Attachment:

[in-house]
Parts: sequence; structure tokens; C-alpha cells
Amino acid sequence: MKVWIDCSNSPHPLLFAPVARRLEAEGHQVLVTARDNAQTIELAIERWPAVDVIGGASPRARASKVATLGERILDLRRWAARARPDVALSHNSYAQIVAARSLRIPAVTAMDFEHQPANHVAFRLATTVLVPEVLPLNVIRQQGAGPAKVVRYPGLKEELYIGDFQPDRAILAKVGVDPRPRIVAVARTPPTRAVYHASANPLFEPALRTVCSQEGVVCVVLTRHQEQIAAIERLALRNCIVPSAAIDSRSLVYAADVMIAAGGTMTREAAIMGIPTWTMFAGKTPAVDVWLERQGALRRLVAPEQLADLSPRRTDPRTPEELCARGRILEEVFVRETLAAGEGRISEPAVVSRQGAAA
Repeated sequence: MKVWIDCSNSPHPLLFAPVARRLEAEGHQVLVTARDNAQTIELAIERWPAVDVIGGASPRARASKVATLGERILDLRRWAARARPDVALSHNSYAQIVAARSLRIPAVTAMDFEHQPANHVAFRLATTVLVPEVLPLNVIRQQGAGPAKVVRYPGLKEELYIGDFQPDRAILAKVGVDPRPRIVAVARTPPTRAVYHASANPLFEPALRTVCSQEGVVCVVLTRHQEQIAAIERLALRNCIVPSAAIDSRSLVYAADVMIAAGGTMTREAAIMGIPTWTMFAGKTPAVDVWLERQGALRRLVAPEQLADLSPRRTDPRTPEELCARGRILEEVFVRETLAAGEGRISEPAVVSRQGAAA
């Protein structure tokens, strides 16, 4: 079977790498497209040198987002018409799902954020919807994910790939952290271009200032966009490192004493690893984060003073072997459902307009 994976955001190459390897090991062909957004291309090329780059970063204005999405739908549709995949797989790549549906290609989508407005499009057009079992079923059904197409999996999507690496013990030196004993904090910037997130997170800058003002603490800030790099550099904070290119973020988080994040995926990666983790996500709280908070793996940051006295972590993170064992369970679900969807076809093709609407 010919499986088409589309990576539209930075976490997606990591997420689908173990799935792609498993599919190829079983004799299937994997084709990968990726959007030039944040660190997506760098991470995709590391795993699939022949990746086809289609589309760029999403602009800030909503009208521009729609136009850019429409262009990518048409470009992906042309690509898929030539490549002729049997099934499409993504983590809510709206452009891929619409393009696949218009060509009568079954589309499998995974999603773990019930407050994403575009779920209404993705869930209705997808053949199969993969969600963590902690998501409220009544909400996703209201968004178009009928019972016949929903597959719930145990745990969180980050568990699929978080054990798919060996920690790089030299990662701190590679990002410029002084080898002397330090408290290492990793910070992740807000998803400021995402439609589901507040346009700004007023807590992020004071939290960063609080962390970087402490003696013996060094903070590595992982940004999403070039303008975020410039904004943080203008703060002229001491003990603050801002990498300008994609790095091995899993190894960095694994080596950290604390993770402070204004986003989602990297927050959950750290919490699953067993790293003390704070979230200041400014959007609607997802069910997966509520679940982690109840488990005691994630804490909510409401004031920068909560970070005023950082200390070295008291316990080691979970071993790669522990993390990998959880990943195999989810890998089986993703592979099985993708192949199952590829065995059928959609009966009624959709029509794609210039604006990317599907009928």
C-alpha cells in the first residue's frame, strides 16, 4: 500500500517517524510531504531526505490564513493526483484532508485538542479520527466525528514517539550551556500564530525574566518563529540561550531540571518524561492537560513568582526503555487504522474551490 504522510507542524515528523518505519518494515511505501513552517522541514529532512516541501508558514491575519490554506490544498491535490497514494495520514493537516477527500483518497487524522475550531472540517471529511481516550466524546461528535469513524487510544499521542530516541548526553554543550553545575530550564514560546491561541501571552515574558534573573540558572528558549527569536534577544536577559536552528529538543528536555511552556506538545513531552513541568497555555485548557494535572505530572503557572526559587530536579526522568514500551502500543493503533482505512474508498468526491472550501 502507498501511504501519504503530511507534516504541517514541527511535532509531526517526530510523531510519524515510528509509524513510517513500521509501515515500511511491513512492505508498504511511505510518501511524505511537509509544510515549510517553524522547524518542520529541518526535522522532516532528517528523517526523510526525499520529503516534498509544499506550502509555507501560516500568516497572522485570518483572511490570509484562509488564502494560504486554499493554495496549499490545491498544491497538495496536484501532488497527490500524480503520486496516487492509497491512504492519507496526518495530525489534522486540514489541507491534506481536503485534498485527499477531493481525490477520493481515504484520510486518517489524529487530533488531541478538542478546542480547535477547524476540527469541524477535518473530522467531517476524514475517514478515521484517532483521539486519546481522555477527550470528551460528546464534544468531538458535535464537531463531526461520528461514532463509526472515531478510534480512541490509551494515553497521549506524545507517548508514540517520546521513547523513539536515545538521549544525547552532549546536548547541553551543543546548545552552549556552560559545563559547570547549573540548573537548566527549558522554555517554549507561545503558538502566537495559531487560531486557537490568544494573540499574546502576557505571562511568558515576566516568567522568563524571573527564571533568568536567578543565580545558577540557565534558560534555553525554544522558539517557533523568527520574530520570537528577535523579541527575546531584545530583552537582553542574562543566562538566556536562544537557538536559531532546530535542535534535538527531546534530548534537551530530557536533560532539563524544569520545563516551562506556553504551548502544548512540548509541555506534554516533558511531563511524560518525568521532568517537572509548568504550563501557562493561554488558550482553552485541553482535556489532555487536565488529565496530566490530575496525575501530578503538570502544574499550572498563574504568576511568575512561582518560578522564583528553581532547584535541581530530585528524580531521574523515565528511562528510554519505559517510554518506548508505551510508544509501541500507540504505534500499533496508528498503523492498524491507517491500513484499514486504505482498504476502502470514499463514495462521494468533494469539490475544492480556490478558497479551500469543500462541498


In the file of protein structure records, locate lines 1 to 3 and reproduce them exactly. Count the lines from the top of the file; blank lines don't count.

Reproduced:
[in-house]
Parts: sequence; structure tokens; C-alpha cells
Amino acid sequence: MKVWIDCSNSPHPLLFAPVARRLEAEGHQVLVTARDNAQTIELAIERWPAVDVIGGASPRARASKVATLGERILDLRRWAARARPDVALSHNSYAQIVAARSLRIPAVTAMDFEHQPANHVAFRLATTVLVPEVLPLNVIRQQGAGPAKVVRYPGLKEELYIGDFQPDRAILAKVGVDPRPRIVAVARTPPTRAVYHASANPLFEPALRTVCSQEGVVCVVLTRHQEQIAAIERLALRNCIVPSAAIDSRSLVYAADVMIAAGGTMTREAAIMGIPTWTMFAGKTPAVDVWLERQGALRRLVAPEQLADLSPRRTDPRTPEELCARGRILEEVFVRETLAAGEGRISEPAVVSRQGAAA